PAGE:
Gwent Archives holds the archives for the historic county of Monmouthshire, and is run by a Joint Management Committee of councillors from the five unitary authorities now responsible for that area. Originally, the Church in Wales deposited some of its parish records with the National Library of Wales at Aberystwyth, but both repositories now hold a set for the Diocese of Monmouth.
The Archive Office is located at General Offices, Steelworks Road, Ebbw Vale. Blaenau Gwent NP23 6DN and our separate page provides local information on how to get there by road, bus or train (use your browser’s back button to return here after viewing). Though the new Search Room has more space than the previous one accommodation space in the Search Room is still limited, so it is always advisable to book beforehand, even if you don’t require a viewer.
For more details on the premises, see the Gwent Archives web site.
PRE TWENTIETH CENTURY PARISHES
To locate a Parish that existed within Monmouthshire before the twentieth century, look at the separate page giving a full List of Parishes.
This List also shows which Registration District and Sub-District each parish came under, from 1852 onwards, so that you can find the place concerned more easily in the census returns. Before the Districts were reviewed in 1851, Bedwellty wasn’t a Registration District, merely a Sub-Division of Abergavenny Registration District.
The Lydney Sub-District of Chepstow and the Coleford Sub-District of Monmouth consisted entirely of parishes in the county of Gloucestershire; similarly, the first 6 parishes in the Dingestow Sub-District of Monmouth were in Herefordshire. None of these have been included in the List of Parishes, nor have the handful of other parishes which were part of Monmouthshire Registration Districts but which lay outside the county border, such as Tidenham which is in Gloucestershire but was part of Chepstow Sub-District. Exceptions to this general rule have been made in the cases of Fwthwg and of Llanfedw: these are two “places” which are outside Monmouthshire (the first in Herefordshire and the second in Glamorganshire) but which are hamlets attached to Monmouthshire parishes (Cwmyoy and Michaelstone-y-Fedw, respectively).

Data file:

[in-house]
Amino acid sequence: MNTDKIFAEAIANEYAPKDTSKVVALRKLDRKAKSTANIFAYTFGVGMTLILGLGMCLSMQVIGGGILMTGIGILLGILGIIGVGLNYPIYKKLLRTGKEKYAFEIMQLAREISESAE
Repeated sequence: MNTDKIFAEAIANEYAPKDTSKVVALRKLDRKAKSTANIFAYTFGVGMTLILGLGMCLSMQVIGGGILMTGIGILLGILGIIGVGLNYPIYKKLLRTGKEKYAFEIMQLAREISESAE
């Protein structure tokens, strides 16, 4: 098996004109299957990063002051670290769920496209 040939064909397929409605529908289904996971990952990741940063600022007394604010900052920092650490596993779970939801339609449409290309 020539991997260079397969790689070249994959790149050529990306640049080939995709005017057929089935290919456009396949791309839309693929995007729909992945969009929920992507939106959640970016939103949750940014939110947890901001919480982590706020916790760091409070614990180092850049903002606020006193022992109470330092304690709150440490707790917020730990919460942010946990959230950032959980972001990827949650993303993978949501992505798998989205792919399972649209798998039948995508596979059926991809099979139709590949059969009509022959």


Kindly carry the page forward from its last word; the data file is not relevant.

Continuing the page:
Conversely, parishes in Monmouthshire which were part of Registration Districts of other counties have naturally been included: Rumney and St Mellons (both in Cardiff Registration District), and Grosmont and Llangua (both in Dore Registration District, in Herefordshire).
PLACENAMES, VILLAGES AND AREAS
If you can’t find the place you’re looking for in the List of Parishes, try looking at our secondary page giving a List of Other Placenames in Monmouthshire which we have also compiled.
This gives alternative names which were sometimes used for places, and differences in spelling, most of which originate from the anglicising of the original Welsh placename – in particular, the Welsh “f” and “dd” sounds were often replaced by the English equivalent sounds of “v” and “th”. Other differences arise from the fact that parish names are the ones used by the Church, and so they may not be spelt exactly the same as the administrative name of an area (and sometimes may have a completely different name).
The List of Placenames also includes the names of local areas or districts, villages and hamlets that were part of larger parishes in the nineteenth century. Geographically, the eastern half of Monmouthshire is comparatively flatter and mainly agricultural (and more anglicised in its nature); historically, it was where most of the population originally lived and so it consisted of a large number of small parishes. The mountainous western half, on the other hand,(“the valleys”) was originally more sparsely populated.
But that was before the explosive growth which took place from the middle of the nineteenth century, as a result of the South Wales Iron & Steel and Coal Industries exploiting the natural resources of the area. Consequently, the western half consisted of very few parishes each covering a large area: Mynyddislwyn, Bedwellty, Aberystruth and Trevethin, the first two being divided up into hamlets. The multitude of villages which mushroomed to house the colliers and iron & steel workers within these valley parishes were not parishes in their own right initially, and so will only be found on this secondary page.
We have come full circle, because the modern structure of historic Monmouthshire is now made up of benefices, each of which may comprise one or more parishes. In recent years certain parishes have lost their individual identity, having been amalgamated into a larger “Rectorial Benefice”. To discover the current parochial structures, go to the Church in Wales web site.